These Parenting Experts Reveal How To ‘Un-Spoil’ Your Kids

Someone who is spoiled thinks and acts as if everything revolves around them. They expect they will have what and when they want, and if not, they will throw a fit until they do. Their lack of appreciation often results in others catering to them without contributing back.

Many parents experts avoid using the word “spoiled” because it implies that the child is somehow “ruined.” Instead, they use the word “entitled,” concentrating on labeling the negative behaviors, not the kids.

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The parent-coach Amy McCready of Positive Parenting Solutions says entitlement includes: “the expectation that things will be done for them, such as household chores, or being awarded unnecessarily, such as candy for eating broccoli or being paid for doing homework.”

In her work, parenting coach Traci Baxley focuses less on the kid’s behavior and more on the parents’ habits and approaches. Baxley said, “Parents show up using the limited tools they were taught or attempt to overcompensate for the lack in their childhood.”

Reflect On Your Actions

Give yourself some time to think about your parenting decisions. “See if you can connect something in the past to your current parenting practices and engage in small intentional steps to make changes.” Baxley said, “See what bubbles up for you. Be aware that this kind of reflection can be difficult for some parents because it may bring up painful memories from their childhood.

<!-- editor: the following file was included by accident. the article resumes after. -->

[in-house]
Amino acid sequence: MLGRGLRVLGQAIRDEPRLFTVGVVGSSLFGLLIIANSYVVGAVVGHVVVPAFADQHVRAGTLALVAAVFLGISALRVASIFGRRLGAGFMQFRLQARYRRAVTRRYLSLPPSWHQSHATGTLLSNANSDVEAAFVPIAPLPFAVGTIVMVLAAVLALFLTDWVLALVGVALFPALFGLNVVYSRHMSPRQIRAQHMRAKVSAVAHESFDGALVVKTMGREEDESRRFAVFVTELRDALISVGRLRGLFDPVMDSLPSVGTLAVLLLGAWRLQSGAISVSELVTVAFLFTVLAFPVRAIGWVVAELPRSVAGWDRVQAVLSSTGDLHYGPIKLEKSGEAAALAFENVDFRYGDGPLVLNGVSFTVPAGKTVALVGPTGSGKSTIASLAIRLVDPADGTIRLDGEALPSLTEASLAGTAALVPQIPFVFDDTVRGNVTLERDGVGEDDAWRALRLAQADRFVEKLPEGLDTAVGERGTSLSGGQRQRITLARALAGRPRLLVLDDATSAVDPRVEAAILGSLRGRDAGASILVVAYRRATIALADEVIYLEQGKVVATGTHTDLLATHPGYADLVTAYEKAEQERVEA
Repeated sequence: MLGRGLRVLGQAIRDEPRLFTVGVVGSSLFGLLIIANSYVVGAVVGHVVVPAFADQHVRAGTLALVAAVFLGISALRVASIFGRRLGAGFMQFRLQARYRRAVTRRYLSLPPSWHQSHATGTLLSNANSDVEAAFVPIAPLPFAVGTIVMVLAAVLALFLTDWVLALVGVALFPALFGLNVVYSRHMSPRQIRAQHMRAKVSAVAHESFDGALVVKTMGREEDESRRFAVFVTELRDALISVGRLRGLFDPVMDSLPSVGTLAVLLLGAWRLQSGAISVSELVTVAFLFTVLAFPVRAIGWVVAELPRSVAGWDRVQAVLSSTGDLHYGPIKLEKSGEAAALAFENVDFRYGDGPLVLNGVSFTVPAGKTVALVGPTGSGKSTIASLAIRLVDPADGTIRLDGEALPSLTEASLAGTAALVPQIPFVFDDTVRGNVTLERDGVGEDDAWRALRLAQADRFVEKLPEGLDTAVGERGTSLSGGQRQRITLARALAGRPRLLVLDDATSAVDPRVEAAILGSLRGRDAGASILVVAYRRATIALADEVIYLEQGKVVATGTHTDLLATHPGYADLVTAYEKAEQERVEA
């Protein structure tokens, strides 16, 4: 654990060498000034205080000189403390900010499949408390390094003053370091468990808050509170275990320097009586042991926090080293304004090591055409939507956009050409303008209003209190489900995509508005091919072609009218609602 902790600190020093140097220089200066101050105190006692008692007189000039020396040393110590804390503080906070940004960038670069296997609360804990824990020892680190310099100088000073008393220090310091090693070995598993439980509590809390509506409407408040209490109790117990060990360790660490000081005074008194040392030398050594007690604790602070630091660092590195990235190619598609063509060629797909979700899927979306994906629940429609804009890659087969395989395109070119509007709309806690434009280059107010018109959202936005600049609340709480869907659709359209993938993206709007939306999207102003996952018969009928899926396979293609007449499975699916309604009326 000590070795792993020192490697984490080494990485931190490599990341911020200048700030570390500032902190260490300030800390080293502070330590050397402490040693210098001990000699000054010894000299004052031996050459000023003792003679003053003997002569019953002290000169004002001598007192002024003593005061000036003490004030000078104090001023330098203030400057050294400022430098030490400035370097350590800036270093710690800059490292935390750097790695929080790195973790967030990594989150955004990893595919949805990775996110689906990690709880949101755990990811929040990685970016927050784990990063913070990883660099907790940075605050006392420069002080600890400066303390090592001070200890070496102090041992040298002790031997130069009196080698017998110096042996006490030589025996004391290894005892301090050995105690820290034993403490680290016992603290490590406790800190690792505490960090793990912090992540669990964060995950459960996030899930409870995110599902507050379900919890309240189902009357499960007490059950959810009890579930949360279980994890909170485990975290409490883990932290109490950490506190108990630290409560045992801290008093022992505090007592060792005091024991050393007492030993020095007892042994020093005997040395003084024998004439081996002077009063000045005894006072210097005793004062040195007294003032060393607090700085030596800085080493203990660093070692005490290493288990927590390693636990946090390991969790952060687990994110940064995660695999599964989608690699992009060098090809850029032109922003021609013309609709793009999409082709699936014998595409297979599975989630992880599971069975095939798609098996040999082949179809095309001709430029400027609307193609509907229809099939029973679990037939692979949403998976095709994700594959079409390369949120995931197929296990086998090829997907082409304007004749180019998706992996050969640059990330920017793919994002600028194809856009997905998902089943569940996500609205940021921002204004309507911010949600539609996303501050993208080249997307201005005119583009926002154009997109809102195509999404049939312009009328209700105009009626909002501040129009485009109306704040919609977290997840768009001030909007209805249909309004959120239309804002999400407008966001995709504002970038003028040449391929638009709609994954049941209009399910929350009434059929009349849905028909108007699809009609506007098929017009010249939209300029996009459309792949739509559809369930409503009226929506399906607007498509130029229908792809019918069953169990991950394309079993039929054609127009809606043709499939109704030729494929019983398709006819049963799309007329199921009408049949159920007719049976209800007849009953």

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Consistently Enforce Boundaries

When your kid melts down, you may hate setting limits or saying “no.” Baxley said kids need consistency in boundaries of their own. She said, “Don’t reward their temper tantrums or negative behavior during breakdowns or emotional instability.”

Encourage Values Like Teamwork And Community

The needs of others may be difficult to consider for privileged kids. They can learn this by assisting with household chores or participating in community volunteer work. Baxley said, “When we participate in acts of kindness, we experience a sense of joy. “Whenever our children have the opportunity to do for others, these habits of kindness are built.”